Cyber Monday: How to protect your computer

Written by Kelly Pyart.

Following Black Friday’s chaos and success of people swamping and fighting each other in different stores, the crashing of different websites due to high demand and it being one of the busiest retail shopping days of the year, Cyber Monday has a tough act to follow.

Photo: Pixabay

Photo: Pixabay

Cyber Monday is another American shopping tradition, which has been brought over to the UK for the second year running and will see hopeful customers prowling the internet for the amazing deals that the different websites will be offering.

But among would-be purchasers and bargain hunters, there are certain to be hackers and scammers looking to cash in on vulnerable web surfers, so to keep you safe The Linc have received some top tips from SingleHop.

The most common forms of online attacks are phishing and data breaches.

In 2013, there were 25,000 recorded complaints relating to online scams according to the FBI’s Internet Crime Complaint Center, and do not be thinking that it could not happen to you because one fifth of sufferers were under thirty.

Phishing is where a genuine looking website lures a user into entering their personal information and details by making them think it is something legitimate. The information is then used to access any accounts of any type you hold.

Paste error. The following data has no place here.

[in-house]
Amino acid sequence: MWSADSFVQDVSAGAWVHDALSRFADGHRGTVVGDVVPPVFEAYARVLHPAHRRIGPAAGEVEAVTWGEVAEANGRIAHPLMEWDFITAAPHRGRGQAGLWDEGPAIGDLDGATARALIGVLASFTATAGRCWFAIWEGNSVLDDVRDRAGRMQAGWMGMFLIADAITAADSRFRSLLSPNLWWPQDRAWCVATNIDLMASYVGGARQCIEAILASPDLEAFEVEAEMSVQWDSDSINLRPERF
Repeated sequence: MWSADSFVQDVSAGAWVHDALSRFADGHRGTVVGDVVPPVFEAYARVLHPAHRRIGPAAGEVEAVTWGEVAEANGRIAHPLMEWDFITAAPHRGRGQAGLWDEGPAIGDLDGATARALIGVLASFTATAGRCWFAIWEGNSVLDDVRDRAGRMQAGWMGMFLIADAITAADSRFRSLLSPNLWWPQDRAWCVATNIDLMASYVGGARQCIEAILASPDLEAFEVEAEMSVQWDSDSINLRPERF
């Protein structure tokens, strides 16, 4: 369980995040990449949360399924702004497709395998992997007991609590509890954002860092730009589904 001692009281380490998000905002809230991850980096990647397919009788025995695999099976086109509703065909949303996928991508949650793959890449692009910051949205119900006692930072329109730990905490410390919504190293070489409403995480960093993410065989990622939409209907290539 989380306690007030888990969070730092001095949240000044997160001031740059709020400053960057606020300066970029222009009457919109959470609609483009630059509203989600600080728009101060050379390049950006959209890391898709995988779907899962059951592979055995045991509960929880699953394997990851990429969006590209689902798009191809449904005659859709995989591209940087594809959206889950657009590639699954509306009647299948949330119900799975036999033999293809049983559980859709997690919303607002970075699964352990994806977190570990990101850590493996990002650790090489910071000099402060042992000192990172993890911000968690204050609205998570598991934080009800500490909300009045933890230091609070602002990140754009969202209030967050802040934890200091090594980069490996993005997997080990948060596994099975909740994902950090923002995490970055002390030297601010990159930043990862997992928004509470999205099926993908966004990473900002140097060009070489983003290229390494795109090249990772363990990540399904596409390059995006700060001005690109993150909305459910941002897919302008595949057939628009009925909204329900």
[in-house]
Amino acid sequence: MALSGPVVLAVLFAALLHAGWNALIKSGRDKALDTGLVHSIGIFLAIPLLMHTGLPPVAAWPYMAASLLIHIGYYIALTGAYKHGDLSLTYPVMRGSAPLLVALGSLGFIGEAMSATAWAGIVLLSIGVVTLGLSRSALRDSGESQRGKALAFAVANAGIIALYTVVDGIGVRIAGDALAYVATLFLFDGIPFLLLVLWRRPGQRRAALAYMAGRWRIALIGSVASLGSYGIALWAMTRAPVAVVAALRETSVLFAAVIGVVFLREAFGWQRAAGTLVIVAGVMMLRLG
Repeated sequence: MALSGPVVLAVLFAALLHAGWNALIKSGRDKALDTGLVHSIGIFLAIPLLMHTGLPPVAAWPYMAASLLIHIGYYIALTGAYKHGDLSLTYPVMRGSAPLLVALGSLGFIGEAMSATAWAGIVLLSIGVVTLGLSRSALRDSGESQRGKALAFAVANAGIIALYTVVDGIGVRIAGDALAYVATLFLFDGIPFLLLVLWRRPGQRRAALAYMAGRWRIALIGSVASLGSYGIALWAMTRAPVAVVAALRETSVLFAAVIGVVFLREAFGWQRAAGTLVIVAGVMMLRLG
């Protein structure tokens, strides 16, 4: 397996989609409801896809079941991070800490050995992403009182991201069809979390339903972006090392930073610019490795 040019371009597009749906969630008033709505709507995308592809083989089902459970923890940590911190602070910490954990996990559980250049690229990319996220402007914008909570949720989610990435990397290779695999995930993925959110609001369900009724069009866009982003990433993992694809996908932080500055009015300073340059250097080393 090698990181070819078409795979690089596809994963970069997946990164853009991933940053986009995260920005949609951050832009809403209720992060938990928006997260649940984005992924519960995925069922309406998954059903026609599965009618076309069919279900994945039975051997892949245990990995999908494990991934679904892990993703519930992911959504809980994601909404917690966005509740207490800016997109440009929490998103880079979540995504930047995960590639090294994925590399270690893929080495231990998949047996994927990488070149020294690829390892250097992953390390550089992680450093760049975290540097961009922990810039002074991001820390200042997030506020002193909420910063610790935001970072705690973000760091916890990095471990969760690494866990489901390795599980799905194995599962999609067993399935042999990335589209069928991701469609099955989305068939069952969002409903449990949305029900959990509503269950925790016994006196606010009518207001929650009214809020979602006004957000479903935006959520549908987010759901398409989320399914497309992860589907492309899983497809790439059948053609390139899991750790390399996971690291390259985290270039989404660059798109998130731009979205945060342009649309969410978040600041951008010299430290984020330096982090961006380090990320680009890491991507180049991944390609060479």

Data breaches are another top method whereby hackers gain control of people’s information. They use hacking methods to access a company’s records, and any details of customers held on it is usually passed on to the black market.

Here are four ways on how we recommend to help you stay safe on Cyber Monday:

  1. Use Bookmarks – This could prevent you from being the victim of a phishing crime. By favouriting and bookmarking your most used websites you can be certain you are logging into a real site, and nothing fake. This minimises your chances of your information being stolen.
  2. Be aware – Always look carefully at any site you visit. Check it is the real thing before entering any details and question whether you need to do so. Also, be aware of phoney emails, as this is another common way of being attacked.
  3. Make use of extra security – Obviously, have anti-virus software downloaded on your computer because normally it will have real time scanning to prevent you clicking on any weird websites or being stolen. However, some websites offer you extra security in the form of two-step verification with a great example being Microsoft or any banking websites where you are required to enter a code to access your account.
  4. Demand that your information is protected – You can not necessarily control how a business protects your information, but you have the right as a consumer or user to demand it is protected by the correct security. Again, make sure you have software on your computer to double protect yourself.

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